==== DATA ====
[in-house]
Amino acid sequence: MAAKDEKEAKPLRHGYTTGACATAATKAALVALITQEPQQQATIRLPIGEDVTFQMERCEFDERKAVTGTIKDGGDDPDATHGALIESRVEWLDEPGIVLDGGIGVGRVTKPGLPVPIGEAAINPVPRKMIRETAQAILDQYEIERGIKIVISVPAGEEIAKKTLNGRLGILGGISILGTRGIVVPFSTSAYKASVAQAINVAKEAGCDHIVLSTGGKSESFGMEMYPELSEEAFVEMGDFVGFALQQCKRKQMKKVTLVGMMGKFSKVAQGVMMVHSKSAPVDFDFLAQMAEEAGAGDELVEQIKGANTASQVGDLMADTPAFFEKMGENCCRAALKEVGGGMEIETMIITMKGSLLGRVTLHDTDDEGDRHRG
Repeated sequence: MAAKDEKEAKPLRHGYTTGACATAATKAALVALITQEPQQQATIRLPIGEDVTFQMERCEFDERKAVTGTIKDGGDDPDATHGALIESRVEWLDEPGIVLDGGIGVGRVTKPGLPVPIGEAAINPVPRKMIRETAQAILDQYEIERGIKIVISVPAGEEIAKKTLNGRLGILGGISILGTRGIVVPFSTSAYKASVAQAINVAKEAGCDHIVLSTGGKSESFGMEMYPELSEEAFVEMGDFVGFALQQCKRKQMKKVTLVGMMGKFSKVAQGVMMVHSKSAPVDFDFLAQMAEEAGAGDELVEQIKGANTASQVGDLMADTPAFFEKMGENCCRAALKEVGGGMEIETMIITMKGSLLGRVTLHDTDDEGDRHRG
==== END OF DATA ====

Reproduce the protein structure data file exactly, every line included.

[in-house]
Amino acid sequence: MAAKDEKEAKPLRHGYTTGACATAATKAALVALITQEPQQQATIRLPIGEDVTFQMERCEFDERKAVTGTIKDGGDDPDATHGALIESRVEWLDEPGIVLDGGIGVGRVTKPGLPVPIGEAAINPVPRKMIRETAQAILDQYEIERGIKIVISVPAGEEIAKKTLNGRLGILGGISILGTRGIVVPFSTSAYKASVAQAINVAKEAGCDHIVLSTGGKSESFGMEMYPELSEEAFVEMGDFVGFALQQCKRKQMKKVTLVGMMGKFSKVAQGVMMVHSKSAPVDFDFLAQMAEEAGAGDELVEQIKGANTASQVGDLMADTPAFFEKMGENCCRAALKEVGGGMEIETMIITMKGSLLGRVTLHDTDDEGDRHRG
Repeated sequence: MAAKDEKEAKPLRHGYTTGACATAATKAALVALITQEPQQQATIRLPIGEDVTFQMERCEFDERKAVTGTIKDGGDDPDATHGALIESRVEWLDEPGIVLDGGIGVGRVTKPGLPVPIGEAAINPVPRKMIRETAQAILDQYEIERGIKIVISVPAGEEIAKKTLNGRLGILGGISILGTRGIVVPFSTSAYKASVAQAINVAKEAGCDHIVLSTGGKSESFGMEMYPELSEEAFVEMGDFVGFALQQCKRKQMKKVTLVGMMGKFSKVAQGVMMVHSKSAPVDFDFLAQMAEEAGAGDELVEQIKGANTASQVGDLMADTPAFFEKMGENCCRAALKEVGGGMEIETMIITMKGSLLGRVTLHDTDDEGDRHRG